Lamb with celery and cumin

Sautéed and quickly braised with whole cumin seeds, garlic, lemon juice and crushed red pepper flakes, normally mild-mannered celery upstages the supposed star of this dish, ground lamb.

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    Celery is woefully underrated, cooked, it can become a valuable ensemble player.
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First, let’s talk about the elephant in the room. Celery? Stealing the spotlight from lamb? Yes. As I sit here writing this post about this dish cooked and eaten last night, I am Pavlov’s dog, and he is going to town on that bell. And it is because of the celery.

Celery is woefully underrated, I think, largely because people mostly eat it raw. Cooked, it can become a valuable ensemble player. In soups, it adds a fresh note; in a pot of chili, it amplifies the taste of the cumin and provides nice, slightly crunchy bites. And, as in the case of lamb with cumin and celery, it can burst with big, bright flavor. 

I often talk about what inspires the dishes we cook and share here. This one started with a smell. We were shopping in Chicago’s Wicker Park neighborhood. As we approached the appropriately named Cumin – a “modern Nepalese Indian” restaurant – the unmistakable, powerful fragrance of celery and cumin filled the air. Even though we’d just had lunch, I was prepared to eat again, asking them to just bring me whatever was causing that amazing smell.

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Instead, we dutifully finished our shopping, and I tucked that flavor/scent combo away in the culinary lobe of my brain, knowing I would try to do something with it. Poking around online, I found a number of recipes using celery and cumin, but interestingly, only one Indian-inspired recipe, for a side dish. I used that recipe as a starting point, but wanted to turn it into a main course. One of our favorite cumin dishes is lamb with cumin we’ve had in a few Chinese restaurants. Lamb sounded like a perfect addition here.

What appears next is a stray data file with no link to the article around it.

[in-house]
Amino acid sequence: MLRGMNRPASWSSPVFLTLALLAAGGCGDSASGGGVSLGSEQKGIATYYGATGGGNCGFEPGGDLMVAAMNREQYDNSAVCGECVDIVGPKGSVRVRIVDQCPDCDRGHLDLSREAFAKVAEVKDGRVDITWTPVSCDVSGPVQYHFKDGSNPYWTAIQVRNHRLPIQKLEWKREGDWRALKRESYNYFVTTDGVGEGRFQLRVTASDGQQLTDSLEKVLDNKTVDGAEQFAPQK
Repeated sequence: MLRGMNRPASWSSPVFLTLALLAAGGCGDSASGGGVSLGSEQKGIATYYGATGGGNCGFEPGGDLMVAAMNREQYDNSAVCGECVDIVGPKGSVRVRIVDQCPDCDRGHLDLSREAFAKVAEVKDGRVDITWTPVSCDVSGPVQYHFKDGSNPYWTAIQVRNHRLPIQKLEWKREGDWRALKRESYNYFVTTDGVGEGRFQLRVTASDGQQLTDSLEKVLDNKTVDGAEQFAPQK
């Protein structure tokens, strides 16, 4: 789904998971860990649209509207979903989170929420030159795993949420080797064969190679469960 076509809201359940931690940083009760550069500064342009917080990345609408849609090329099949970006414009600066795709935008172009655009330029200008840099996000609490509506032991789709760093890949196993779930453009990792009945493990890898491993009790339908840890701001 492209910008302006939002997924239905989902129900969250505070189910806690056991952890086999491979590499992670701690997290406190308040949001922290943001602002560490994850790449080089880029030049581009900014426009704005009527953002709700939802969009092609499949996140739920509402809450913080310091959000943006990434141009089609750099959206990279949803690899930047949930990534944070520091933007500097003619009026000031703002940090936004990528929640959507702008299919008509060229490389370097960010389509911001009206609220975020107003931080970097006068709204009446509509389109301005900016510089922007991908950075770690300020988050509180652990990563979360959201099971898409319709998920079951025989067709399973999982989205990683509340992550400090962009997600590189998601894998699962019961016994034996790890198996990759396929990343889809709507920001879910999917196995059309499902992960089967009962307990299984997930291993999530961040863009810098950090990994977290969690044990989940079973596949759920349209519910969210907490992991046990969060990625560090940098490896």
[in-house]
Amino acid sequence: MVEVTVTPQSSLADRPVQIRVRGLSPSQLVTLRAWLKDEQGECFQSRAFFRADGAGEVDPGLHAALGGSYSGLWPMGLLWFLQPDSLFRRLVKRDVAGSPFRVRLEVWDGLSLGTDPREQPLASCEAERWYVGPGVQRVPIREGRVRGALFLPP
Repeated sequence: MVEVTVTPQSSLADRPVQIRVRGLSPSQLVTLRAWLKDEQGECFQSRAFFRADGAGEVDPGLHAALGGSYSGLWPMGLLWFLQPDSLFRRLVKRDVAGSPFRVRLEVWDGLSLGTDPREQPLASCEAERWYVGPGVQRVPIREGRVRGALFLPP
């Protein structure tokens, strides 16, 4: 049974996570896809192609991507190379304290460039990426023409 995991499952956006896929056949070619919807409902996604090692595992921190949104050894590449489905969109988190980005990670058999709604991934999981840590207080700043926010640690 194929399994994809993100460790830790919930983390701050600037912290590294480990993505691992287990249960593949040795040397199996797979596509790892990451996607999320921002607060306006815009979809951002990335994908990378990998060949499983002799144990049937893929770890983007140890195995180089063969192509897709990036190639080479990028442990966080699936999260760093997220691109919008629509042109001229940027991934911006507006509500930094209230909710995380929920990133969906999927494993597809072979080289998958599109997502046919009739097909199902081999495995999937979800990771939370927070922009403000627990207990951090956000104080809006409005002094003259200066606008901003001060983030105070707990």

And it was. It added an umami-rich protein base to the dish, making it a satisfying one-dish meal. But the celery stole the show, with big, lemony, crunchy bites made even livelier with the cumin and garlic. Wow.

Lamb with cumin and celery
Serves 2 to 3 (or more, see Kitchen Notes)

3 tablespoons canola oil, divided

2 teaspoons whole cumin seeds, divided

12 ounces ground lamb

Salt and freshly ground black pepper

1/3 cup water

2 teaspoons fresh lemon juice

1 large clove garlic, minced

7 ribs of celery, sliced into 1/3-inch pieces on a diagonal (3-1/2 cups)

1/4 teaspoon crushed red pepper flakes (or more, see Kitchen Notes)

2 scallions, thinly sliced on a diagonal

Cooked basmati or white rice (or noodles, see Kitchen Notes)

1. Heat 1 tablespoon of oil in a large skillet or sauté pan over medium flame. Add 1/2 teaspoon of the cumin seeds and the ground lamb. Season with salt and pepper and brown the lamb, breaking it up with a wooden spoon, until just browned, 2 or 3 minutes. Remove from heat and transfer lamb to a bowl with a slotted spoon. Drain fat from pan and wipe with a paper towel, but don’t wash.

2. Combine water, lemon juice, garlic and 1/4 teaspoon salt in a small bowl and set aside. Heat remaining oil in the same pan over medium-high heat. Add remaining cumin seeds, crushed red pepper flakes and celery to pan and sauté for 3 to 4 minutes, stirring frequently.

3. Reduce heat to low and pour water/lemon juice/garlic mixture over celery. Cover pan and cook for about 15 minutes, stirring occasionally. Return lamb to pan, cover and cook until lamb is heated through 2 to 3 minutes. Serve over rice and top with sliced scallions.

Kitchen Notes

How many servings? As a main course, served with rice, it easily serves 2 (and possibly 3) diners. As part of a multicourse meal, it can serve 4 to 6.

Spicing things up. We like things hot here, but for this dish, we used just 1/4 teaspoon of crushed red pepper flakes. That gave it a nice little bit of heat that sneaks up on you, almost politely. Feel free to turn up the heat with more pepper flakes.

Rice? Noodles? Rice is an easy call for this dish, but you could also cook some spaghetti or other noodles and toss them with the finished dish at the end, perhaps adding a little pasta water if things get too dry.

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